Saturday, May 12, 2007

Safety Last at the Paramount (Peekskill, NY)

Well, last night's show of Harold Lloyd's Safety Last (1923) was a blast. If you're within driving distance of the Paramount Center for the Arts in Peekskill...go see something there. It's a beautifully restored 1930 Paramount Publix Theater. It originally seated 1500 or thereabout, but several rows had been removed in order to build a performing stage.

This was my second show there; I'd performed in the spring of 2004 -- did two nights, one of Chaplin shorts and another of Keaton's Seven Chances (plus One Week). In '04 they rented an Allen organ for the show; the instrument Allen provided was a nice-looking one but unfortunately was a few decades old and had that "ballpark" sound (their C19, which is a more recent model and has real TPO samples, was in the shop). This time I decided to bring the Miditzer. You can see it in the photo. The Miditzer was a quick set-up (15 mins) as usual and the Paramount's tech/audio crew had the sound level set within a minute or two...fastest audio tech I've had.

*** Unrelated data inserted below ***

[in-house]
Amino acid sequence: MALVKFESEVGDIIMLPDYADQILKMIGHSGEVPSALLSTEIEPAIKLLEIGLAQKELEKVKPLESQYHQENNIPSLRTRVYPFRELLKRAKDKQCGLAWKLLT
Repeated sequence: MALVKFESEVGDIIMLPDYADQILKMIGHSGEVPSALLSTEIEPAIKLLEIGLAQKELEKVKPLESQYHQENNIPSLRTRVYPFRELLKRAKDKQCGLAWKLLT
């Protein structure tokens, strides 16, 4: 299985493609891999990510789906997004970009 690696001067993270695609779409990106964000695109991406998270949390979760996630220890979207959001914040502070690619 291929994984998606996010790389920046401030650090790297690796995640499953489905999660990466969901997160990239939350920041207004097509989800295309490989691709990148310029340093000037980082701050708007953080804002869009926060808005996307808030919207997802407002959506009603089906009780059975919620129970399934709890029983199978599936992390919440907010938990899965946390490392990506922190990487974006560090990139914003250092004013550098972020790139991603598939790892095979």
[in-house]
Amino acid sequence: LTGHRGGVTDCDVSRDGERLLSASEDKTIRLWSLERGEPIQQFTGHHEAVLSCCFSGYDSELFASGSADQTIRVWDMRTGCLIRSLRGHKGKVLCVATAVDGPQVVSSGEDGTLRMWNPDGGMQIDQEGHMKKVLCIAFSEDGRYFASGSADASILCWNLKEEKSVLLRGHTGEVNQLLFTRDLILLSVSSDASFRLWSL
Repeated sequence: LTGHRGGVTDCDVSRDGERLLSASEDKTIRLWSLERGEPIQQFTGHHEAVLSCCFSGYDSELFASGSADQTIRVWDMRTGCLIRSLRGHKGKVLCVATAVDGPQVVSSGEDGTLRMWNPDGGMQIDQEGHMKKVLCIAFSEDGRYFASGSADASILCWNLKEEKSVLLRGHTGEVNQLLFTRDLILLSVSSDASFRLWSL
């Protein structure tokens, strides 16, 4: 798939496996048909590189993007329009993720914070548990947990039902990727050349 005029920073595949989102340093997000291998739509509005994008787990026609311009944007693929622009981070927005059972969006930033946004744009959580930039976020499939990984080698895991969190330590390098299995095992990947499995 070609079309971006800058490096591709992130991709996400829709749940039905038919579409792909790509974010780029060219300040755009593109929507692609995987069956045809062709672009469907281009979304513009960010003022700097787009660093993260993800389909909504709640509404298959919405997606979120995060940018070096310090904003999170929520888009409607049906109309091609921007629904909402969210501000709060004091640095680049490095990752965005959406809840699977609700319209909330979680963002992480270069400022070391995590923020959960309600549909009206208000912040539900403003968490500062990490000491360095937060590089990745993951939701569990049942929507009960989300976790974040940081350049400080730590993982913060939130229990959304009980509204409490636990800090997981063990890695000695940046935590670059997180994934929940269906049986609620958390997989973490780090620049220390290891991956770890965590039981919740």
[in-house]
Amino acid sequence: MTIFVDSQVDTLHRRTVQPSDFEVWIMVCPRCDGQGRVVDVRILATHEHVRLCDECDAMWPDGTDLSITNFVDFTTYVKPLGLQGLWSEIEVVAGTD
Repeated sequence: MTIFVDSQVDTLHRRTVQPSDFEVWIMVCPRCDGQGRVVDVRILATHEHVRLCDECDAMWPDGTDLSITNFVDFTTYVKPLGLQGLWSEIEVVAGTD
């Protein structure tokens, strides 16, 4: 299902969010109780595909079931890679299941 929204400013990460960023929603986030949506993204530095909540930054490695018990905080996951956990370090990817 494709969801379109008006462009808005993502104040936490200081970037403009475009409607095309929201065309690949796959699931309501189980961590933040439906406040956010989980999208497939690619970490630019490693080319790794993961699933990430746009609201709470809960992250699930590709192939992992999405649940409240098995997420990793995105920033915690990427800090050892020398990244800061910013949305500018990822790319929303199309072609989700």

Jon Yanofsky and his team there are to be commended for making silent films with live music a part of their programming landscape. They're really dedicated to connecting their audiences with the theater's history as well as offering big-name acts. The place is a real treasure, and a real pleasure to work at.

Cliff Cronin, a silent film fan and stuntman who did a program in December '06 at my Silent Clowns series in NYC on Buster Keaton's stunt work, came to the show. Great to see him again, and hear that he was doing his presentation somewhere in Connecticut this month.

Have gotten videos of Dovzhenko's Earth (MoMA on Fri May 18 at 8:30), Ozu's I Was Born, But... (Cinema Arts Centre in Huntington, NY on Tues May 22 at 7:30) and The Black Pirate (Cinema Arts Centre in Huntington, NY on Tues June 19 at 7:30) out of the library to pre-screen and prep for those shows. Check out my performance sched at my website for a list of the 9 shows I have at MoMA in June during their annual film preservation festival called To Save and Project.

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